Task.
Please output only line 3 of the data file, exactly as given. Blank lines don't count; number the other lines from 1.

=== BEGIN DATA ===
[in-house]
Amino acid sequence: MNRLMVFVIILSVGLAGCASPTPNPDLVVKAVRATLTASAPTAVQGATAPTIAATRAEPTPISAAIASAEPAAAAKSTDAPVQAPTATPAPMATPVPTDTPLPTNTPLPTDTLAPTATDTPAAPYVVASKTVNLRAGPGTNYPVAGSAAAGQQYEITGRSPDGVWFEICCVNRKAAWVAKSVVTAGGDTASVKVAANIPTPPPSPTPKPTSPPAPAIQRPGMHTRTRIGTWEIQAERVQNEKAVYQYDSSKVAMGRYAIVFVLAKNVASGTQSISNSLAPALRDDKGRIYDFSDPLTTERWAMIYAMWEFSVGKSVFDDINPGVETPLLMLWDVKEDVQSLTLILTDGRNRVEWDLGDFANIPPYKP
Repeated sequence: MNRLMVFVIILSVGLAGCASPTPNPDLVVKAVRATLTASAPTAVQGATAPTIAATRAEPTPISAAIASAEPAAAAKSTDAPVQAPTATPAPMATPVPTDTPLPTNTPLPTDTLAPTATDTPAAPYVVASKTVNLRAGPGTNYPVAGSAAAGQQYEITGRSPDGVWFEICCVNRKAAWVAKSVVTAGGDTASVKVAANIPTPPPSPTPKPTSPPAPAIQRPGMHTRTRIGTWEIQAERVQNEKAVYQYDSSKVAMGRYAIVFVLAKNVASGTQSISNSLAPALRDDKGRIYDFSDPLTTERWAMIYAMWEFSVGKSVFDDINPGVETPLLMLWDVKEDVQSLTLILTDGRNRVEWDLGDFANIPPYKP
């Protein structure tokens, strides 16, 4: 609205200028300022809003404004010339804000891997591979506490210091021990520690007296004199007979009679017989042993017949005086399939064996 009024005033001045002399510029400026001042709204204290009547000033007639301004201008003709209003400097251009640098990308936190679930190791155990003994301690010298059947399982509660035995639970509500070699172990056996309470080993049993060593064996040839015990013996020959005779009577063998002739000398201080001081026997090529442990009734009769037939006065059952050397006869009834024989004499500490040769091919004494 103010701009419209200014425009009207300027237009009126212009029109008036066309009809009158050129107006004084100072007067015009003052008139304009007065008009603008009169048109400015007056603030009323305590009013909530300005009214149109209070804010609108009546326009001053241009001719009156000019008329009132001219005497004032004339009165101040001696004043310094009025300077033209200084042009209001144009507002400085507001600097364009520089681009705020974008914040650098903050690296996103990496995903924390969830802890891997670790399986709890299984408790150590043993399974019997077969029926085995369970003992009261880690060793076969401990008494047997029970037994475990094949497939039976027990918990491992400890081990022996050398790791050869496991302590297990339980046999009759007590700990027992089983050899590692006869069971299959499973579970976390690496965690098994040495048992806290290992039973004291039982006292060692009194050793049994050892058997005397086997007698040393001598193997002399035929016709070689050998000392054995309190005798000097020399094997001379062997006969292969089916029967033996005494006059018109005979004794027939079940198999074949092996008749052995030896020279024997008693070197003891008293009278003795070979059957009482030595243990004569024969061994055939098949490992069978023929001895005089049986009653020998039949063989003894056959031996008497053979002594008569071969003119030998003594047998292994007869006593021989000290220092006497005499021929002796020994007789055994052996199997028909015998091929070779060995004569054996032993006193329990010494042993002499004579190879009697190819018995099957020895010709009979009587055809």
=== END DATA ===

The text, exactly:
Repeated sequence: MNRLMVFVIILSVGLAGCASPTPNPDLVVKAVRATLTASAPTAVQGATAPTIAATRAEPTPISAAIASAEPAAAAKSTDAPVQAPTATPAPMATPVPTDTPLPTNTPLPTDTLAPTATDTPAAPYVVASKTVNLRAGPGTNYPVAGSAAAGQQYEITGRSPDGVWFEICCVNRKAAWVAKSVVTAGGDTASVKVAANIPTPPPSPTPKPTSPPAPAIQRPGMHTRTRIGTWEIQAERVQNEKAVYQYDSSKVAMGRYAIVFVLAKNVASGTQSISNSLAPALRDDKGRIYDFSDPLTTERWAMIYAMWEFSVGKSVFDDINPGVETPLLMLWDVKEDVQSLTLILTDGRNRVEWDLGDFANIPPYKP